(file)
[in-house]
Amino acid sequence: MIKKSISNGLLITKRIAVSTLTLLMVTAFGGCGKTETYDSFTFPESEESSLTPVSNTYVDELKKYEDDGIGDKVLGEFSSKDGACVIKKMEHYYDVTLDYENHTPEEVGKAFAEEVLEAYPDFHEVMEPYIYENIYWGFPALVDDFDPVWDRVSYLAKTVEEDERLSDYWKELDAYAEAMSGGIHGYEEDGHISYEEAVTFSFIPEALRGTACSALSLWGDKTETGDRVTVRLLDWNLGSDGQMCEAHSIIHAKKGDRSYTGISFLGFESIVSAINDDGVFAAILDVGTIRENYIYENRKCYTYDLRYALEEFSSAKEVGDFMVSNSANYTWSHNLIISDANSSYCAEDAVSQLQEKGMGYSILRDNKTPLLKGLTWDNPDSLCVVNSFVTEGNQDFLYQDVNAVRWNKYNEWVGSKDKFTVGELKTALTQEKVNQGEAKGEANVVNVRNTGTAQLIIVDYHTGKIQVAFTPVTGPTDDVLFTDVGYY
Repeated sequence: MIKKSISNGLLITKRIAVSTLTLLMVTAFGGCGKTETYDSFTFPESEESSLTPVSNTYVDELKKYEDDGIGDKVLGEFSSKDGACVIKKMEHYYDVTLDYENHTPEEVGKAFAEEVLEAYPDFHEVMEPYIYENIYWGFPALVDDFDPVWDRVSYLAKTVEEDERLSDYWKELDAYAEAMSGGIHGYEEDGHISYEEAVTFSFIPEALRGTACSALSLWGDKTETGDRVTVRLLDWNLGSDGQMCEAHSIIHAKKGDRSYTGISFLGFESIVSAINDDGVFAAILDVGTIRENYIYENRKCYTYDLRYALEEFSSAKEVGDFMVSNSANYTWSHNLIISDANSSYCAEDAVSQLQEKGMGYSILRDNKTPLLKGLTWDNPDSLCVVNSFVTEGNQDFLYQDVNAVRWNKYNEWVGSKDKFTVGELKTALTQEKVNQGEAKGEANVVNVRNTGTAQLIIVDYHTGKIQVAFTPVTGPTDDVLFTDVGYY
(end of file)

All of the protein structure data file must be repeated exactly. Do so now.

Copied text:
[in-house]
Amino acid sequence: MIKKSISNGLLITKRIAVSTLTLLMVTAFGGCGKTETYDSFTFPESEESSLTPVSNTYVDELKKYEDDGIGDKVLGEFSSKDGACVIKKMEHYYDVTLDYENHTPEEVGKAFAEEVLEAYPDFHEVMEPYIYENIYWGFPALVDDFDPVWDRVSYLAKTVEEDERLSDYWKELDAYAEAMSGGIHGYEEDGHISYEEAVTFSFIPEALRGTACSALSLWGDKTETGDRVTVRLLDWNLGSDGQMCEAHSIIHAKKGDRSYTGISFLGFESIVSAINDDGVFAAILDVGTIRENYIYENRKCYTYDLRYALEEFSSAKEVGDFMVSNSANYTWSHNLIISDANSSYCAEDAVSQLQEKGMGYSILRDNKTPLLKGLTWDNPDSLCVVNSFVTEGNQDFLYQDVNAVRWNKYNEWVGSKDKFTVGELKTALTQEKVNQGEAKGEANVVNVRNTGTAQLIIVDYHTGKIQVAFTPVTGPTDDVLFTDVGYY
Repeated sequence: MIKKSISNGLLITKRIAVSTLTLLMVTAFGGCGKTETYDSFTFPESEESSLTPVSNTYVDELKKYEDDGIGDKVLGEFSSKDGACVIKKMEHYYDVTLDYENHTPEEVGKAFAEEVLEAYPDFHEVMEPYIYENIYWGFPALVDDFDPVWDRVSYLAKTVEEDERLSDYWKELDAYAEAMSGGIHGYEEDGHISYEEAVTFSFIPEALRGTACSALSLWGDKTETGDRVTVRLLDWNLGSDGQMCEAHSIIHAKKGDRSYTGISFLGFESIVSAINDDGVFAAILDVGTIRENYIYENRKCYTYDLRYALEEFSSAKEVGDFMVSNSANYTWSHNLIISDANSSYCAEDAVSQLQEKGMGYSILRDNKTPLLKGLTWDNPDSLCVVNSFVTEGNQDFLYQDVNAVRWNKYNEWVGSKDKFTVGELKTALTQEKVNQGEAKGEANVVNVRNTGTAQLIIVDYHTGKIQVAFTPVTGPTDDVLFTDVGYY